It’s unclear how this will work in practice. For instance, will it be like car insurance, with insurance premiums increasing with previous claims? Why would a landlord take out pet insurance if a claim on one property would put premiums up on other properties?

In any event, more guidance will be issued by the government. I’ll be sure to update this blog post when it does.

Increasing the rent?

There is nothing in the Renters Reform Bill that says a landlord cannot increase the rent to take account of the extra wear and tear caused by a pet. This is fairly common now.

However, the rent should not be above the market value for a similar property in the area as it could be challenged in a First-tier Rent tribunal.

Why don’t landlords like letting to renters with pets?

yellow labrador and hair on rug in renter property
Anyone who’s had a yellow labrador will recognise these tufts of fur everywhere

Few landlords would disagree with the following from the White Paper, A Fairer Private Rented Sector: “pets can bring joy, happiness, and comfort to their owners, as well as supporting their mental and physical wellbeing including through challenging times”. Yet this is something that is subject to cognitive dissonance on the part of landlords.

I was the same. When I first started out as a landlord, I had a blanket no pets policy. I love dogs, and we had two labradors when our children were growing up. I saw myself the special bond between children and dogs, and think it’s wonderful for children to have pets.

However, perhaps it’s my own experience of having dogs that made me reluctant to allow pets in my buy to lets. For instance, the huge amounts of hair that yellow labradors shed all year round. That lingering smell, and the damage they caused when they were puppies. And don’t get me started on the damage cats can do.

Pets can be very destructive. With the current limit on deposits at 5 weeks’ rent, and the fact that pets can easily do more damage than this, it’s clearly a risk for landlords to take on renters with pets. It has simply been easier to choose renters who don’t have pets, and then “just” have the normal wear and tear risks.

Some pets are badly behaved. We all know of yappy dogs that don’t stop barking. Some dogs even howl when they’re left alone. This can make relations with neighbours fraught. If they are not treated regularly, dogs and cats can carry fleas and mites, which can be challenging to eradicate from carpets. Accepting pets may also make it difficult to rent the property to anyone with allergies at a later date.

Another reason for landlords not allowing pets includes the property being too small, especially flats without an outdoor space. It can also be problematic for renters in HMOs to have pets, or to accept them in short term holiday lets, because of the risk of fleas or guests with allergies.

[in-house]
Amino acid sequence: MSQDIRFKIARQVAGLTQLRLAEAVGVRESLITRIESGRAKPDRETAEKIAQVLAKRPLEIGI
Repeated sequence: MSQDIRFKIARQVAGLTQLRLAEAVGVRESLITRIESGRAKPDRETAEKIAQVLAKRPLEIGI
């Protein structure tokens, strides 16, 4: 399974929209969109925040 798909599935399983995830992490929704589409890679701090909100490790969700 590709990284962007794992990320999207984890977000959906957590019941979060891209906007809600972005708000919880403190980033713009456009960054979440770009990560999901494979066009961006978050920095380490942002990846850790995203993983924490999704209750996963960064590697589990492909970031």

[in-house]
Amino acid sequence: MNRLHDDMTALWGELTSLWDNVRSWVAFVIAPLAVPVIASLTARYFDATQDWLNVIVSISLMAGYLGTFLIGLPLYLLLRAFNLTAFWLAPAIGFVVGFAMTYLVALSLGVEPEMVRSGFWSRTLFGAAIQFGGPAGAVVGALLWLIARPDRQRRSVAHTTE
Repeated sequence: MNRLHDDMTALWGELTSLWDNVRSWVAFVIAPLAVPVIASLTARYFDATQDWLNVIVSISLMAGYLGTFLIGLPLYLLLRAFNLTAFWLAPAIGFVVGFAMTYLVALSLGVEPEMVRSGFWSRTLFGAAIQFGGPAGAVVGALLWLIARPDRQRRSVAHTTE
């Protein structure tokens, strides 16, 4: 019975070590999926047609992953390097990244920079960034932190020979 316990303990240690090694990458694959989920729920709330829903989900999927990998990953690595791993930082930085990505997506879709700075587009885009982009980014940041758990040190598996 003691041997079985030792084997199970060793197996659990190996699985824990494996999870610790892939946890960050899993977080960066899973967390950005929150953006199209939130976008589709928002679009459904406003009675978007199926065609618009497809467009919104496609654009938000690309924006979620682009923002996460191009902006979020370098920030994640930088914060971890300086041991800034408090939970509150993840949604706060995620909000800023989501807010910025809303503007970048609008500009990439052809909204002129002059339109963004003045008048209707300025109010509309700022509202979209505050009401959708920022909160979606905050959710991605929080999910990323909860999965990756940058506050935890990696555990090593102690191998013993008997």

Finally, for rental properties that are flats, sometimes the head lease with the freeholder actually prohibits pets, or requires consent. Under the Renters Reform Bill, if the superior landlord refuses consent, the landlord is entitled to refuse consent.

Why should landlords be pet-friendly?

toddlers cuddling dog
Children often have a special bond with dogs

There’s a lot of concern among landlords about the new rules about pets in the Renters Reform Bill, but there are definite benefits to landlords in allowing them. I personally do allow renters to have pets in my properties.

First of all, landlords are giving their renters the opportunity to live in their property with a pet, which will be good for the mental health of the renters’ and their children. It’s part of being a good, socially responsible landlord. If your property is suitable, it’s the right thing to do. Read more about being a good landlord in my blog post.

Next, because so few rental properties are officially pet-friendly at the moment, it increases demand from renters with pets for the property.

Likewise, renters with pets tend to stay longer, which is great from a management time perspective. It avoids all the work that goes into preparing a property for new renters, each time a tenancy comes to an end. Also, reducing voids increases total returns.

Lastly, because of the increased demand, and to recognise the greater wear and tear, it’s usually possible to charge a little more for rental properties where pets are welcomed.

Pet-friendly model tenancy clause and guidance

Pet policy mock up for renters

In 2021, the Government published a new Model Assured Shorthold Tenancy Agreement, which is useful for landlords to read. It contains the following clause on renters keeping pets: